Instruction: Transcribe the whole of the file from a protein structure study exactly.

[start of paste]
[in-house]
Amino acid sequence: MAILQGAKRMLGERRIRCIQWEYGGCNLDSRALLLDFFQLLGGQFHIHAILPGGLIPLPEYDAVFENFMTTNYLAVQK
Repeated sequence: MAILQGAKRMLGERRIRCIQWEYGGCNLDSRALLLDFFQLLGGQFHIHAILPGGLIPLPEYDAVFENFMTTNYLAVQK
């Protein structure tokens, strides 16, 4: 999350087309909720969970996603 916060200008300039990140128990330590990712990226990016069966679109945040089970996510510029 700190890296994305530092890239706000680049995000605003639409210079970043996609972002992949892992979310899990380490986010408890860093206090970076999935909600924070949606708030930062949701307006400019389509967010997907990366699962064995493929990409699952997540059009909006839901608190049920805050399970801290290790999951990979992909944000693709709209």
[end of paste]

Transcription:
[in-house]
Amino acid sequence: MAILQGAKRMLGERRIRCIQWEYGGCNLDSRALLLDFFQLLGGQFHIHAILPGGLIPLPEYDAVFENFMTTNYLAVQK
Repeated sequence: MAILQGAKRMLGERRIRCIQWEYGGCNLDSRALLLDFFQLLGGQFHIHAILPGGLIPLPEYDAVFENFMTTNYLAVQK
């Protein structure tokens, strides 16, 4: 999350087309909720969970996603 916060200008300039990140128990330590990712990226990016069966679109945040089970996510510029 700190890296994305530092890239706000680049995000605003639409210079970043996609972002992949892992979310899990380490986010408890860093206090970076999935909600924070949606708030930062949701307006400019389509967010997907990366699962064995493929990409699952997540059009909006839901608190049920805050399970801290290790999951990979992909944000693709709209």